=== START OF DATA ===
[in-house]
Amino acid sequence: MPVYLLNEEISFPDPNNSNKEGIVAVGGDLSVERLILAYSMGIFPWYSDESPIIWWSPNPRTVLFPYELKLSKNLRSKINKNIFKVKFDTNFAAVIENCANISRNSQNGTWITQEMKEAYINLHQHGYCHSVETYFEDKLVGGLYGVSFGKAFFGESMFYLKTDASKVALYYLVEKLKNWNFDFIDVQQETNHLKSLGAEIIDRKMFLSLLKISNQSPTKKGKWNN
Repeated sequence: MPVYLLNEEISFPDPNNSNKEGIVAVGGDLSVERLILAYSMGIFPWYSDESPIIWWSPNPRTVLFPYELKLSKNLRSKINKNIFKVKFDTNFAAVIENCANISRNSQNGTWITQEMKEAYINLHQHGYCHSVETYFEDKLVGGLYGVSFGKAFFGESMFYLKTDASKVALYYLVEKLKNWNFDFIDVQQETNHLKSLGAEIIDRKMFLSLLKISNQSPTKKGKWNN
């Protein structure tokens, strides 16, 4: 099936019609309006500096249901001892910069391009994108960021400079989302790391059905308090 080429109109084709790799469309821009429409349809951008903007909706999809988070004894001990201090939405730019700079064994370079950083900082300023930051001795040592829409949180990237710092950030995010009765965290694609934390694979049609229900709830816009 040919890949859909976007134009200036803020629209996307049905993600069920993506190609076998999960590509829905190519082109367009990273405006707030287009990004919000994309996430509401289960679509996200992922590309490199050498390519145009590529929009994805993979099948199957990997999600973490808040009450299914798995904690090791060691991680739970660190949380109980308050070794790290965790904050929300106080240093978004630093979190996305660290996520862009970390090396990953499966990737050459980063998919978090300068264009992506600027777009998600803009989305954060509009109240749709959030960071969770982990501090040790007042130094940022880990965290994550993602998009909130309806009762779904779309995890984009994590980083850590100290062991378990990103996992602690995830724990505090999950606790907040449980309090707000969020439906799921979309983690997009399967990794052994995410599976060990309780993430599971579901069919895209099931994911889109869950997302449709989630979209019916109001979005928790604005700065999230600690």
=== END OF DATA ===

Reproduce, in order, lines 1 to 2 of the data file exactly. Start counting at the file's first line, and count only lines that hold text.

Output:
[in-house]
Amino acid sequence: MPVYLLNEEISFPDPNNSNKEGIVAVGGDLSVERLILAYSMGIFPWYSDESPIIWWSPNPRTVLFPYELKLSKNLRSKINKNIFKVKFDTNFAAVIENCANISRNSQNGTWITQEMKEAYINLHQHGYCHSVETYFEDKLVGGLYGVSFGKAFFGESMFYLKTDASKVALYYLVEKLKNWNFDFIDVQQETNHLKSLGAEIIDRKMFLSLLKISNQSPTKKGKWNN